Friday, August 13, 2010
Book Review: Simply from Scratch
When I first heard about the premise of "Simply from Scratch," I thought it was going to be another "Good Grief" (by Lolly Winston). It focuses on a young widow who befriends a young girl and they bake together. "Good Grief" is also about a young widow who bakes a lot and befriends a young girl. However, that's where the similarities end. For starters, Sophie (the widow from "Good Grief") is skilled at baking and decides to open a bakery. Zell (the widow from "Simply from Scratch"), on the other hand, has never used her oven, as her husband was the cook. Also, the young girl in "Good Grief" had a crazy and inattentive mother. The young girl in "Simply..." has a loving, single father who worries he's not doing a good enough job.
Alicia Bessette weaves an intricate web of interesting characters and story lines in her debut novel. She handles grief in such a touching and honest way that the reader is able to easily sympathize with Zell. There are so many things I love about this story. First is the small town of Wippamunk, MA, where this takes place. She paints such a descriptive picture that I felt like I actually went there for a visit instead of just reading about it. Think Punxsutawney, PA, like in "Groundhog Day" and you'll get the feel of Wippamunk too. Then there is the way she changes the focus from Zell to EJ (the last guy to see her husband alive) and then to past e-mails from Nick (her husband). There's also the way she twists in a real event that only happened a few years ago and allows the reader to see what effects the devastation of the event had on ordinary people. Finally, there are the baking experiments that just leave me laughing and mortified for Zell at the same time.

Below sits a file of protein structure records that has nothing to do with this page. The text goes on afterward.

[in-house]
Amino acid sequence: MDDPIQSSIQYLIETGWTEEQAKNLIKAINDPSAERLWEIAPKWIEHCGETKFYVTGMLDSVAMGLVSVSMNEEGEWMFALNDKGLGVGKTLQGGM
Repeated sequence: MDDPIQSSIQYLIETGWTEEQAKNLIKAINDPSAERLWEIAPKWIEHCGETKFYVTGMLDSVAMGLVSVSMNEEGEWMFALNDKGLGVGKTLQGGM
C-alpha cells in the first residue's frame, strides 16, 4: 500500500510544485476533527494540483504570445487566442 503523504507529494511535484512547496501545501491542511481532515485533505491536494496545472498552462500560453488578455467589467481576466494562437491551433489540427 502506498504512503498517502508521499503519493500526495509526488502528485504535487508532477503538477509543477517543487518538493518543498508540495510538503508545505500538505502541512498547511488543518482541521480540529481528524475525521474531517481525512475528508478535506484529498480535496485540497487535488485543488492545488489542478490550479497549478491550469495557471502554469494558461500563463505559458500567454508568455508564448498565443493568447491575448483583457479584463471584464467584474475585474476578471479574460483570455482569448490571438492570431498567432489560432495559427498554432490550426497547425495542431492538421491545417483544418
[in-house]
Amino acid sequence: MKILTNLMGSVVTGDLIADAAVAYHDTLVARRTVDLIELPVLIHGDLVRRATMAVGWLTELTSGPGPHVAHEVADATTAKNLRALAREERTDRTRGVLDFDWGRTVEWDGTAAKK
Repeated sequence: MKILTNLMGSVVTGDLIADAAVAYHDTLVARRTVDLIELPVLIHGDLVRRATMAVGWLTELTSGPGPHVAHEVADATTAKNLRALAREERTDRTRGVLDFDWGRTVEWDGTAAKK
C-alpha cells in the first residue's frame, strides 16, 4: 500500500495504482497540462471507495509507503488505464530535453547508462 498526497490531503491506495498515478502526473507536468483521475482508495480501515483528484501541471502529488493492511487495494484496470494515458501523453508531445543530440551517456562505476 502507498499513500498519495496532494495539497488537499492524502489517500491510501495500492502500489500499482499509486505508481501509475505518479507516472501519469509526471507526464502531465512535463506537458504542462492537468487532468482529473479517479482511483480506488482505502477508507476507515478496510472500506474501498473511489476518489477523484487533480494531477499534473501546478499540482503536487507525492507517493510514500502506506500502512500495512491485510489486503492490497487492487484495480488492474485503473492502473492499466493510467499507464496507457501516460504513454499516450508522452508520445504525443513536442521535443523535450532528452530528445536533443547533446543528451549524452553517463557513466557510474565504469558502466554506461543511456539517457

The character of Zell has so many interesting layers. I found out new things about her at every turn of the page. She has an interesting job as a medical illustrator and talks to her dog in "pirate-speak." She also wears her husband's apron all the time and plays "Gladys Knight and the Pips" albums throughout the novel. Aside from Zell, there is so much depth to each character in the story and it is interesting to see her interact with them.
The two things that could have been different are that some story lines felt open-ended and it got a bit sappy at times. (I almost expected to hear the music that plays at the end of "Full House" during the sappy moments.) The former could have been due to the fact that the story was about getting closure on her husband's death and nothing else really mattered as long as that was accomplished. However, I would have liked some answers that I didn't really receive. As for the sappiness, it's hard not to get sappy when it comes to a serious subject, especially if it involves death of a loved one.
Overall, Ms. Bessette did an amazing job with a topic that some people (including myself) are afraid to approach or fathom. She kept the story interesting from beginning to end, especially after drawing me in right away. I highly recommend this novel and I look forward to reading whatever she comes out with in the future.